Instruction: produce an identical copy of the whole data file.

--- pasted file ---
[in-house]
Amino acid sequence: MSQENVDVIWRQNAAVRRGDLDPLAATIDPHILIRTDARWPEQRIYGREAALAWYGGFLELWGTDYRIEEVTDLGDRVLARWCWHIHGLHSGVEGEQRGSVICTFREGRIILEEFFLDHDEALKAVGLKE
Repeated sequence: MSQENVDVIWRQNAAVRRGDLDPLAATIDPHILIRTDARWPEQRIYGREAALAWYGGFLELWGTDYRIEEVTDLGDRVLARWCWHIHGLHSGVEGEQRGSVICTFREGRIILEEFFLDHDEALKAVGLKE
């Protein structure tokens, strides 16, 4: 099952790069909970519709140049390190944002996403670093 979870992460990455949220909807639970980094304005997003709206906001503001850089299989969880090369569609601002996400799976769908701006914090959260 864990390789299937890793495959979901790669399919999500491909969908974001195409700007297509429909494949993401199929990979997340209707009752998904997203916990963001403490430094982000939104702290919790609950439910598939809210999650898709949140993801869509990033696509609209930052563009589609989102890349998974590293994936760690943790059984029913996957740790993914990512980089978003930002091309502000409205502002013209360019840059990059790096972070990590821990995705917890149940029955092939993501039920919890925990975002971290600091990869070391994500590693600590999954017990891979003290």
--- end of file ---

[in-house]
Amino acid sequence: MSQENVDVIWRQNAAVRRGDLDPLAATIDPHILIRTDARWPEQRIYGREAALAWYGGFLELWGTDYRIEEVTDLGDRVLARWCWHIHGLHSGVEGEQRGSVICTFREGRIILEEFFLDHDEALKAVGLKE
Repeated sequence: MSQENVDVIWRQNAAVRRGDLDPLAATIDPHILIRTDARWPEQRIYGREAALAWYGGFLELWGTDYRIEEVTDLGDRVLARWCWHIHGLHSGVEGEQRGSVICTFREGRIILEEFFLDHDEALKAVGLKE
């Protein structure tokens, strides 16, 4: 099952790069909970519709140049390190944002996403670093 979870992460990455949220909807639970980094304005997003709206906001503001850089299989969880090369569609601002996400799976769908701006914090959260 864990390789299937890793495959979901790669399919999500491909969908974001195409700007297509429909494949993401199929990979997340209707009752998904997203916990963001403490430094982000939104702290919790609950439910598939809210999650898709949140993801869509990033696509609209930052563009589609989102890349998974590293994936760690943790059984029913996957740790993914990512980089978003930002091309502000409205502002013209360019840059990059790096972070990590821990995705917890149940029955092939993501039920919890925990975002971290600091990869070391994500590693600590999954017990891979003290």